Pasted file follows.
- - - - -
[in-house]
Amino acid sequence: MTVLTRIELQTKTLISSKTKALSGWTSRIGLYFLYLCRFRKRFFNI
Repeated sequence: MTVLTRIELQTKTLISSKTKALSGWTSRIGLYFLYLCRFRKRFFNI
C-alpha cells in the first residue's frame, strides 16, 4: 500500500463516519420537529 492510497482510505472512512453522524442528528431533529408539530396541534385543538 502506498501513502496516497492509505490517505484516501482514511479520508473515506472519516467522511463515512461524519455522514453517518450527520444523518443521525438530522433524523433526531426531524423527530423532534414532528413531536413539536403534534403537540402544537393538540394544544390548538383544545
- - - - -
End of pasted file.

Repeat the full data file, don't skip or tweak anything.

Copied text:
[in-house]
Amino acid sequence: MTVLTRIELQTKTLISSKTKALSGWTSRIGLYFLYLCRFRKRFFNI
Repeated sequence: MTVLTRIELQTKTLISSKTKALSGWTSRIGLYFLYLCRFRKRFFNI
C-alpha cells in the first residue's frame, strides 16, 4: 500500500463516519420537529 492510497482510505472512512453522524442528528431533529408539530396541534385543538 502506498501513502496516497492509505490517505484516501482514511479520508473515506472519516467522511463515512461524519455522514453517518450527520444523518443521525438530522433524523433526531426531524423527530423532534414532528413531536413539536403534534403537540402544537393538540394544544390548538383544545